Oenothera clelandii (Cleland's Evening Primrose)

Plant Info
Also known as: Sand Evening Primrose
Family:Onagraceae (Evening Primrose)
Life cycle:biennial
Habitat:sun; dry sandy fields and prairies
Bloom season:June - September
Plant height:1 to 3 feet
Wetland Indicator Status:none
MN county distribution (click map to enlarge):Minnesota county distribution map
National distribution (click map to enlarge):National distribution map

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Detailed Information

Flower: Flower shape: 4-petals Cluster type: raceme Cluster type: spike

[photo of flowers] Leafy spike at the end of the stem. Flowers are yellow, ½ to 1¼ inches across, the 4 petals rhombic-shaped, tapered to a pointed tip, with 8 yellow stamens surrounding a style with a cross-shaped stigma in the center. At peak flowering, the style and stamens are same length or nearly so. The 4 sepals behind the flower are narrowly lance shaped,  ¼ to 2/3 inch long, folded sharply back at flowering. usually in 2 pairs still married along one edge (connivent). The calyx tube is 2/3 to 1¼ inches long and resembles a flower stalk, attached between the base of the sepals and the ovary nestled in the leaf axil. Flowers open at night and on cloudy days, from the bottom of the raceme-like spike up.

Leaves and stems: Leaf attachment: alternate Leaf attachment: basal Leaf type: simple

[photo of leaves] Leaves are narrowly oblong to lance-linear, 1¼ to 3½ inches long and to ½ inch wide, with short white hairs on both surfaces, the lower surface more densely hairy, mostly stalkless or the lower leaves on short stalks, and often twisted or wavy. Leaf edges are toothless or with a few small, widely spaced teeth. Stems are erect or ascending, covered in fine appressed hairs, unbranched to strongly branched at the base, sometimes with upper branching later in the season,.

Fruit: Fruit type: capsule/pod

[photo of fruit] Fruit is an erect to ascending, 4-parted, ½ to ¾-inch long capsule, a curved cylinder in shape and covered in short appressed hairs.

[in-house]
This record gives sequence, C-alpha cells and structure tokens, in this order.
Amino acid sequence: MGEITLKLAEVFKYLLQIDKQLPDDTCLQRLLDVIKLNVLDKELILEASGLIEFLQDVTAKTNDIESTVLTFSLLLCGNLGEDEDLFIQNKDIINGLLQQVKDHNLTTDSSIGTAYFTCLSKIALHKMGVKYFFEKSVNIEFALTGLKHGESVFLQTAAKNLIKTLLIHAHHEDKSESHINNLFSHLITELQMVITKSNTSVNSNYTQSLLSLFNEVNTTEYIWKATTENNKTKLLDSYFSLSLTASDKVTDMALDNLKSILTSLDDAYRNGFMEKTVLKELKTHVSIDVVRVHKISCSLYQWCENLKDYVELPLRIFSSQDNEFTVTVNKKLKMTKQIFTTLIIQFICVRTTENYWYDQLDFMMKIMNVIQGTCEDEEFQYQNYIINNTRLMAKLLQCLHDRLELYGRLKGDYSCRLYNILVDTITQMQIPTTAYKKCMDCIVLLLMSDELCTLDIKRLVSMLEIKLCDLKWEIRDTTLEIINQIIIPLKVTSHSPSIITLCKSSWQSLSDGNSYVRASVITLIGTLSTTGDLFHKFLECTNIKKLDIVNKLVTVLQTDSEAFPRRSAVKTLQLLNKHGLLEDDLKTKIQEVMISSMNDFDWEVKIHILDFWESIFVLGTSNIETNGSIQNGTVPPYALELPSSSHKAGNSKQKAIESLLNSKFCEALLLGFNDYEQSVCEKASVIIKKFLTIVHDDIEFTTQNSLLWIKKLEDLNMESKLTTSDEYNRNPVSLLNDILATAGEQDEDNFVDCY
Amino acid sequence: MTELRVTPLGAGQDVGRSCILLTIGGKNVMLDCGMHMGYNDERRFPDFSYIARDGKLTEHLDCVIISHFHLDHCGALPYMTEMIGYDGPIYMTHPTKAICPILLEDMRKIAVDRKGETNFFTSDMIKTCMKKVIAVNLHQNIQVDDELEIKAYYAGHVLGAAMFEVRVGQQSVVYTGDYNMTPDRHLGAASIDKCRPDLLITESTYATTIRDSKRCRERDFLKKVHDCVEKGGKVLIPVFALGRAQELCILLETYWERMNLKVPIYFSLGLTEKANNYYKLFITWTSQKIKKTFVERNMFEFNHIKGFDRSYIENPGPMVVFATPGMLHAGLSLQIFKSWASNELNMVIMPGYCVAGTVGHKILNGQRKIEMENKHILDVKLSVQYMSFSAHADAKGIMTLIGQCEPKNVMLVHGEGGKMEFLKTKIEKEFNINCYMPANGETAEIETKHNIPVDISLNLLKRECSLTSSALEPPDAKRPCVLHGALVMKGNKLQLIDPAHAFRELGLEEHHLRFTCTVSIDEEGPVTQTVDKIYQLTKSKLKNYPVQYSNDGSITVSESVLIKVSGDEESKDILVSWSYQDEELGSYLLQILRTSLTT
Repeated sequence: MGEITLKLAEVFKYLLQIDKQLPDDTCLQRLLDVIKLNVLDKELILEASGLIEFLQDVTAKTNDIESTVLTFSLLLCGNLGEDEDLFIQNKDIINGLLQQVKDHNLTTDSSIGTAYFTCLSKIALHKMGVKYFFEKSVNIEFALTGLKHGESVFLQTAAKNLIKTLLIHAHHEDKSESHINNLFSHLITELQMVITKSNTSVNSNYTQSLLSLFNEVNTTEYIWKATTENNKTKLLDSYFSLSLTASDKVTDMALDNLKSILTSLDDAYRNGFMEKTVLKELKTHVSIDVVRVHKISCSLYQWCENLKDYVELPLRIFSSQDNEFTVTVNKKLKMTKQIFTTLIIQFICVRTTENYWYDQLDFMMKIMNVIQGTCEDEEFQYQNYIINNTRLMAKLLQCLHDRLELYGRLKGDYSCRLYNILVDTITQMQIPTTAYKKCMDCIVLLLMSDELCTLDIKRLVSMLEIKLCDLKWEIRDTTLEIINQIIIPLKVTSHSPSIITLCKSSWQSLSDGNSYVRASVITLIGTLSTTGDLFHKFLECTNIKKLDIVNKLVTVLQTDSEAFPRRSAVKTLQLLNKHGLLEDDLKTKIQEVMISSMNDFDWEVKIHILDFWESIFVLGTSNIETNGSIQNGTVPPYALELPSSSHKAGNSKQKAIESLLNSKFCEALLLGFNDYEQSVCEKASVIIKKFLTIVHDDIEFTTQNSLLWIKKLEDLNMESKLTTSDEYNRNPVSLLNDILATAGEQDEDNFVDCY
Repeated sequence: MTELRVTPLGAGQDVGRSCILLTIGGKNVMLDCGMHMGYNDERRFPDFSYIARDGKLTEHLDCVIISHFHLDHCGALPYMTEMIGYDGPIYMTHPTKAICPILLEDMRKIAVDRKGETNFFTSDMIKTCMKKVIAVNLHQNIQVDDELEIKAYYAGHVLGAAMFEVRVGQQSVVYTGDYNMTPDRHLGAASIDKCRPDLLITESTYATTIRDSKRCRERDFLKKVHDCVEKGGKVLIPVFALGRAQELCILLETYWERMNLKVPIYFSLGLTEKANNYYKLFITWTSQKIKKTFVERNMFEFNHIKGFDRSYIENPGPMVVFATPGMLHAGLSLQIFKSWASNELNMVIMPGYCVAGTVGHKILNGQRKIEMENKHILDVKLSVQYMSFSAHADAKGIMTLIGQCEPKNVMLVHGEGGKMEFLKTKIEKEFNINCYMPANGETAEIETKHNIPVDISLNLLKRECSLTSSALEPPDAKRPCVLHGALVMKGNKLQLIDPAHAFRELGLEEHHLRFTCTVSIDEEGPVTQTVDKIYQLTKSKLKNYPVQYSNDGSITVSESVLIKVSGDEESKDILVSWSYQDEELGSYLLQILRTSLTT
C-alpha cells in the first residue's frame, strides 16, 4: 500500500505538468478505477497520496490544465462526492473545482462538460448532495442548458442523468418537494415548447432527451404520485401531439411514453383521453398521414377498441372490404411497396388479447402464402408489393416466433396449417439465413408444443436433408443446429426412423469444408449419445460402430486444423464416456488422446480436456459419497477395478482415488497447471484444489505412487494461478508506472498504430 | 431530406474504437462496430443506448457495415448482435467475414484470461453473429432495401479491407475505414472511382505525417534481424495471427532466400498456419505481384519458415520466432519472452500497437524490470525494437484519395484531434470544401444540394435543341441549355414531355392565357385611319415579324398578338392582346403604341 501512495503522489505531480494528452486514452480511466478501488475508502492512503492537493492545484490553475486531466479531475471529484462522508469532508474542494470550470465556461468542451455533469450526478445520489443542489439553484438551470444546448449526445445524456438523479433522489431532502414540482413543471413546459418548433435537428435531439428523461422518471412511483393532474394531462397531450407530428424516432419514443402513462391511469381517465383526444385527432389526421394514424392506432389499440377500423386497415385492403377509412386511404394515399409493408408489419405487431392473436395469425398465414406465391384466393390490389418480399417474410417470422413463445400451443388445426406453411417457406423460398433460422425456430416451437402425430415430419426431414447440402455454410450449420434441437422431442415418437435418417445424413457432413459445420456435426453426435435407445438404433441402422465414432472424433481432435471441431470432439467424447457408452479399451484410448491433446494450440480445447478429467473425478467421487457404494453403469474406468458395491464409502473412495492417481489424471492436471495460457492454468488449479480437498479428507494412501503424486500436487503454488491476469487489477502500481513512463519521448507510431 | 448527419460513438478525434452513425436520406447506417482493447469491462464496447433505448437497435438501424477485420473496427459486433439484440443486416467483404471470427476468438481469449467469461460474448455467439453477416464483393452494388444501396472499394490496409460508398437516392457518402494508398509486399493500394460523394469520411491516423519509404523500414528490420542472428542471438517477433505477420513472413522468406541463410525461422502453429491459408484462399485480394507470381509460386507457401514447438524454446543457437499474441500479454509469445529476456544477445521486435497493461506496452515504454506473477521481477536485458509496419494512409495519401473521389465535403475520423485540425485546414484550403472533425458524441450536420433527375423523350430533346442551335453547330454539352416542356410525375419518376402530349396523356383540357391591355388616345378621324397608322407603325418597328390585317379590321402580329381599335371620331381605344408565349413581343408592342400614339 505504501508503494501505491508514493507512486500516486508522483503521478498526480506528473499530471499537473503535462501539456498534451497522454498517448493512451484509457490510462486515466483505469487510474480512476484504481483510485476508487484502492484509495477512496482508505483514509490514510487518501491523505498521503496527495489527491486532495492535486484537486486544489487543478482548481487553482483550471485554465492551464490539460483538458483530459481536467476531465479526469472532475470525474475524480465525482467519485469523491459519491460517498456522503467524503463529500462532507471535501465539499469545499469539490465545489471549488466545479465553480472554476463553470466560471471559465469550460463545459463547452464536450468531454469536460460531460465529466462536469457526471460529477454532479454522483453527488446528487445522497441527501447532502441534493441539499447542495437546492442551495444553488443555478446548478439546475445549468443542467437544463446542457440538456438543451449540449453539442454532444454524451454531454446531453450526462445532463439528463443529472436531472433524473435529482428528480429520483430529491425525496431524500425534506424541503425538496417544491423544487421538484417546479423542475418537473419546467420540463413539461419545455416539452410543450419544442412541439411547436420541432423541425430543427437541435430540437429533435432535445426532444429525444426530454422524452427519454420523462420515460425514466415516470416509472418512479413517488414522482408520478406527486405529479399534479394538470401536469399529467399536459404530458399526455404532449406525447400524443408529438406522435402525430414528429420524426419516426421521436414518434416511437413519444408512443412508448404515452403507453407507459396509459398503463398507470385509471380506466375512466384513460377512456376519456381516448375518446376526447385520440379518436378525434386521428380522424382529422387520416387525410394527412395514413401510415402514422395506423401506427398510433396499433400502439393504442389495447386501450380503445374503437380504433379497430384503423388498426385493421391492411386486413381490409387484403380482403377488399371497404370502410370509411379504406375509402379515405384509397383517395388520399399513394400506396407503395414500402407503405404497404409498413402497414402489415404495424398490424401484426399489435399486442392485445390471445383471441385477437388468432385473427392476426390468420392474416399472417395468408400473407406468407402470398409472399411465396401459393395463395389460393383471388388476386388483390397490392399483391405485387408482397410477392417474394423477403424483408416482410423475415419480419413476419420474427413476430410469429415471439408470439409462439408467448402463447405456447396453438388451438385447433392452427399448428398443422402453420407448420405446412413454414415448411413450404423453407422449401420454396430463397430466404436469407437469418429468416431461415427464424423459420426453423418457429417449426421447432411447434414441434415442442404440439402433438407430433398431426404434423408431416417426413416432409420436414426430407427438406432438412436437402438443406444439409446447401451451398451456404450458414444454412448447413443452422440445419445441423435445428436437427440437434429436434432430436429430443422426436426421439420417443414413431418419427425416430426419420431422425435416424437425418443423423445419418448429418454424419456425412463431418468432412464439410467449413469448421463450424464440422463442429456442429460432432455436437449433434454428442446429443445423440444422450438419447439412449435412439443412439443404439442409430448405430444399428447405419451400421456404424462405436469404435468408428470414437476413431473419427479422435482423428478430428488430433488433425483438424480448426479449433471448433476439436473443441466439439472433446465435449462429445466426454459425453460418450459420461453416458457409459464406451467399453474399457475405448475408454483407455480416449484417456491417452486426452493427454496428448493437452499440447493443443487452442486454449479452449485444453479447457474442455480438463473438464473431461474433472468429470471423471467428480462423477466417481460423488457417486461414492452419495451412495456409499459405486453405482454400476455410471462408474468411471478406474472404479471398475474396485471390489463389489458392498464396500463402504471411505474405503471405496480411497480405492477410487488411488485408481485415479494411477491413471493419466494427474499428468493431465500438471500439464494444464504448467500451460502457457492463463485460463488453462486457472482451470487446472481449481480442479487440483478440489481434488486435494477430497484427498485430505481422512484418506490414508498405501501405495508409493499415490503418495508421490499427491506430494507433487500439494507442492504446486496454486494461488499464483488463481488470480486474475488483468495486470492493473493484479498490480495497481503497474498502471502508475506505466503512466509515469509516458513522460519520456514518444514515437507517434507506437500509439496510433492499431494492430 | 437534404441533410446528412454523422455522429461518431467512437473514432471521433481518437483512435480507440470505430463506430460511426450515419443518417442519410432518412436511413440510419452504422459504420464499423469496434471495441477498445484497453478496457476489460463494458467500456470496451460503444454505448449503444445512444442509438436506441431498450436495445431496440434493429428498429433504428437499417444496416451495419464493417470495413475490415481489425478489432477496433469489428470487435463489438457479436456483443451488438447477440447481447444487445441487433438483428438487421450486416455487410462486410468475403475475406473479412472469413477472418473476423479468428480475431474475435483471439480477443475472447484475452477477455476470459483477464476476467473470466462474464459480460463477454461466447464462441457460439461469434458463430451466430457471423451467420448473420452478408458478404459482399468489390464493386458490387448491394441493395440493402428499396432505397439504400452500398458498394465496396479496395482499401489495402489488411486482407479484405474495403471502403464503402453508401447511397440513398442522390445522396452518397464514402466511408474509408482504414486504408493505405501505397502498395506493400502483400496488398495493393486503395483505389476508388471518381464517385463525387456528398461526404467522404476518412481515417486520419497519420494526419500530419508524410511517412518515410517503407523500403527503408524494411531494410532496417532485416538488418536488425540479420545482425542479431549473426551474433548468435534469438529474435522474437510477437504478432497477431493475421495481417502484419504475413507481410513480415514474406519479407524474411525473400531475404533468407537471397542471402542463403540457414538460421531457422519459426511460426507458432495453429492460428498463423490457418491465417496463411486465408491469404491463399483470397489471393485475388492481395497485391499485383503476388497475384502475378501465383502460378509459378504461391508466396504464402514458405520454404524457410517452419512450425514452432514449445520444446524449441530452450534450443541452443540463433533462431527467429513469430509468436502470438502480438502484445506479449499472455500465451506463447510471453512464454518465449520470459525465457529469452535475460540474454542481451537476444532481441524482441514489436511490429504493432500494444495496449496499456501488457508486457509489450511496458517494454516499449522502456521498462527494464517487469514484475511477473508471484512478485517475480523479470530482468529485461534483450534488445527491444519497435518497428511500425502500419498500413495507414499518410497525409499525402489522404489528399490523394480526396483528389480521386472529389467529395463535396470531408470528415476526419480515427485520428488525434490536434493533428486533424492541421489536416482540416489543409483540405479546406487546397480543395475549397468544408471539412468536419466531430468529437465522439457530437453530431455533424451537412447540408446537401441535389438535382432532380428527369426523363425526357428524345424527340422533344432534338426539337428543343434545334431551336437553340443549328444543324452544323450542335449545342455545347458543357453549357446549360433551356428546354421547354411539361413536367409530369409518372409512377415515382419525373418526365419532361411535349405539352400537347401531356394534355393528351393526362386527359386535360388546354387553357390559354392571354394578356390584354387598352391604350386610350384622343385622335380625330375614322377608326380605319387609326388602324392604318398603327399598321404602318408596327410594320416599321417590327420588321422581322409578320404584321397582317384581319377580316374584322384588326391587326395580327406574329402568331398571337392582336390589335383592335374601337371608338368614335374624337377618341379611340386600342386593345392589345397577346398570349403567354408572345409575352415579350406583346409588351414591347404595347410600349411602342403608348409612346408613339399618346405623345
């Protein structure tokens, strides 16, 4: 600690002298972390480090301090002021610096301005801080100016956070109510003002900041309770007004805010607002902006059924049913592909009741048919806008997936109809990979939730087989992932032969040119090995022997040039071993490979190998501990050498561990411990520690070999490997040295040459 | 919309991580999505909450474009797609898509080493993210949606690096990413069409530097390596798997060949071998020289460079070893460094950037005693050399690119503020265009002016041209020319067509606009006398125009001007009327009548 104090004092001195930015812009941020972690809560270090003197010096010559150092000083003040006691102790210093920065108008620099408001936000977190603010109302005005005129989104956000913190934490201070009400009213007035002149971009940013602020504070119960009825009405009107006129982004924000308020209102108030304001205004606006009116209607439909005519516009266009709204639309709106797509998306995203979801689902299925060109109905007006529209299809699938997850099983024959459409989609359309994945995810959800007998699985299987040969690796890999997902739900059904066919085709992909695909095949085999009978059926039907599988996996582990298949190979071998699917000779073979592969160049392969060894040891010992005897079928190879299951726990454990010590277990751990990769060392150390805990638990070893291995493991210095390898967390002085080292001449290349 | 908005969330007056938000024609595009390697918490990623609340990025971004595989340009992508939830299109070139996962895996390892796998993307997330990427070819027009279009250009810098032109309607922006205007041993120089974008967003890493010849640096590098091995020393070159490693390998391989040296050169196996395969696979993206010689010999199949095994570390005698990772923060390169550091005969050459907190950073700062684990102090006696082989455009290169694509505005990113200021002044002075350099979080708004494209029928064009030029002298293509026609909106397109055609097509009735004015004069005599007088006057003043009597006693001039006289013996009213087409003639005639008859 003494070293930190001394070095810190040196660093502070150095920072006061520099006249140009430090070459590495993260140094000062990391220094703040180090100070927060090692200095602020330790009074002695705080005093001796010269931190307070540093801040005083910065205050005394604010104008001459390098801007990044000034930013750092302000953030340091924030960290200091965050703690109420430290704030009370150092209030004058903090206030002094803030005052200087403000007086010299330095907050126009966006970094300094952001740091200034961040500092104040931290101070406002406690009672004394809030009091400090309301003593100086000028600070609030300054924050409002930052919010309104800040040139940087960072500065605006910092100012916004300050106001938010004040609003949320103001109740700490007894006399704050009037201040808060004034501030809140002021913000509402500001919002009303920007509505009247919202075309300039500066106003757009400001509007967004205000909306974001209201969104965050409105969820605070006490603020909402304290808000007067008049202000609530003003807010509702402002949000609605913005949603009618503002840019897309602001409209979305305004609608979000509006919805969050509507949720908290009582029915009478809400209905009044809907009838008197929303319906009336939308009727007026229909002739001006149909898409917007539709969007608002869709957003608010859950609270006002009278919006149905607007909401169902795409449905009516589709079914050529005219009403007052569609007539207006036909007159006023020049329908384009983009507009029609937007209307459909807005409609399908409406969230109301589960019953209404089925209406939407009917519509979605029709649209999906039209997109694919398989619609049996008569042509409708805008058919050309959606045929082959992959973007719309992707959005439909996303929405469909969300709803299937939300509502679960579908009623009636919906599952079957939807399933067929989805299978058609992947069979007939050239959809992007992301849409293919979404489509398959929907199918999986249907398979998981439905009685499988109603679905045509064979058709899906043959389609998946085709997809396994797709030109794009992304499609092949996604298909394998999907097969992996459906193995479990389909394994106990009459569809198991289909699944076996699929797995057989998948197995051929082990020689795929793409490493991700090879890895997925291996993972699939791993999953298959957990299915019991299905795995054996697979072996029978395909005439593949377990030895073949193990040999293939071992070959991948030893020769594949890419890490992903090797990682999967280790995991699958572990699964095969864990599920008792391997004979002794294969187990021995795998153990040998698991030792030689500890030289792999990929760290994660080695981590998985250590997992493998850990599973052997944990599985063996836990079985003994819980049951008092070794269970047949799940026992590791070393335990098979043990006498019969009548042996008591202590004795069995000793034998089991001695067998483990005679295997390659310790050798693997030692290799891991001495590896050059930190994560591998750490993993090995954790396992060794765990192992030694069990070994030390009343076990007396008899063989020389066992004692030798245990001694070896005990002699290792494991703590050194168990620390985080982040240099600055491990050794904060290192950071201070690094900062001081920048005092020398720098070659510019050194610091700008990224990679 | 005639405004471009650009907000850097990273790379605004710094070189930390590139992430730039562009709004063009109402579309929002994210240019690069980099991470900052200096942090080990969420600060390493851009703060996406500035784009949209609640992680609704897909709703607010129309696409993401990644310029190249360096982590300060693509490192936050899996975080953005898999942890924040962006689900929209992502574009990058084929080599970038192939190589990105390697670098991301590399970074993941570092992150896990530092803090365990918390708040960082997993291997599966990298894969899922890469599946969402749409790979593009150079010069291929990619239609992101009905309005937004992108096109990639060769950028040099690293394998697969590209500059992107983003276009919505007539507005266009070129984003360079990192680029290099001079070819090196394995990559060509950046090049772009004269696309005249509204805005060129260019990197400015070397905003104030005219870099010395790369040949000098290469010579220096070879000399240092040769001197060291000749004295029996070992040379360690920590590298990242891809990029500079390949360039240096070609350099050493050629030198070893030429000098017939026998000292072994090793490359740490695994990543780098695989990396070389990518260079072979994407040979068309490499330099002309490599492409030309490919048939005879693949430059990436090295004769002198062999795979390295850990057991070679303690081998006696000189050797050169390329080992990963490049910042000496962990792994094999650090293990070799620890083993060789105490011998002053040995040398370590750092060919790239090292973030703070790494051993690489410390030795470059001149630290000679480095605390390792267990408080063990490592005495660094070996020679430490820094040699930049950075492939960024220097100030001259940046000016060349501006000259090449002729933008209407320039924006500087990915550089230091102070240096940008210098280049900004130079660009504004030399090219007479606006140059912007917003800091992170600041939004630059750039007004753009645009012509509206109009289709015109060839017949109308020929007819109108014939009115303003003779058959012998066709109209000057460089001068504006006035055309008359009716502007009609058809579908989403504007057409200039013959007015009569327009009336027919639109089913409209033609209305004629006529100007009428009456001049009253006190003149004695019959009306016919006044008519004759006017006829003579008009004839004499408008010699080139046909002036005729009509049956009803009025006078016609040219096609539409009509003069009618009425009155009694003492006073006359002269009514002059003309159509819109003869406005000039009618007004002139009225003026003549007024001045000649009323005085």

Cleland's Evening Primrose is easily distinguished from all other evening primroses by its diamond-shaped petals, with the exception of Oenothera rhombipetala (Rhombic or Four-point Evening Primrose). The 2 were originally described as a single species, O. rhombipetala, in the late 1800s but studies in the 1960s broke O. clelandii out as a separate species based mostly on pollination fertility characteristics. Since this is of little help in the field, the petal and sepal sizes are considered the most visually helpful aids, O. clelandii the smaller of the two, generally half the size of its cousin. Another reference notes that the stigma is well extended above the stamens in O. rhombipetala whereas they are about the same length in O. clelandii. Unfortunately there is some overlap in both of these characteristics and since the two share the same general range and habitat, field identification is not easy. O. rhombipetala is considered the more rare species but neither is especially common in Minnesota.

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More photos

Photos by K. Chayka taken at Cedar Creek Natural History Center. Photos courtesy Peter M. Dziuk taken in Anoka, Dakota and Sherburne counties.


Have you seen this plant in Minnesota, or have any other comments about it?

Posted by: Mary L - Rural Rosemount
on: 2018-06-08 02:08:08

I keep about 100 in my back yard. The sphinx moths seem to love to snuggle in the flowers between 1am and 4am The autumn flower stalks add an intriguing interest to dried flower arrangements

Posted by: Sharon L Adams - NORTH BRANCH
on: 2018-08-26 22:03:50

I've seen a few of these this past week along the walking trail heading north in Wyoming on highway 61. They are so bright and beautiful and I love the insides of them with so many striking details.

Posted by: Sharon - Cottage Grove
on: 2020-07-07 12:05:09

There are many of these in bloom at Grey Cloud Dunes Scientific and Natural Area -- a whole beautiful hillside of them.

Posted by: James Holmberg - Sand Dunes State Forest Orrock (just North of Big Lake)
on: 2023-09-24 11:16:31

Caught my eye immediately due to it being fanned out in a perfect circle with all but the edges of the outermost leaves laying flat on the ground. Wish I could have captured an image but my phone had died hours earlier on my hike. I specified Sand Dunes State Forest but technically it was just past the boundary and was in Sherburne National Wildlife Refuge.

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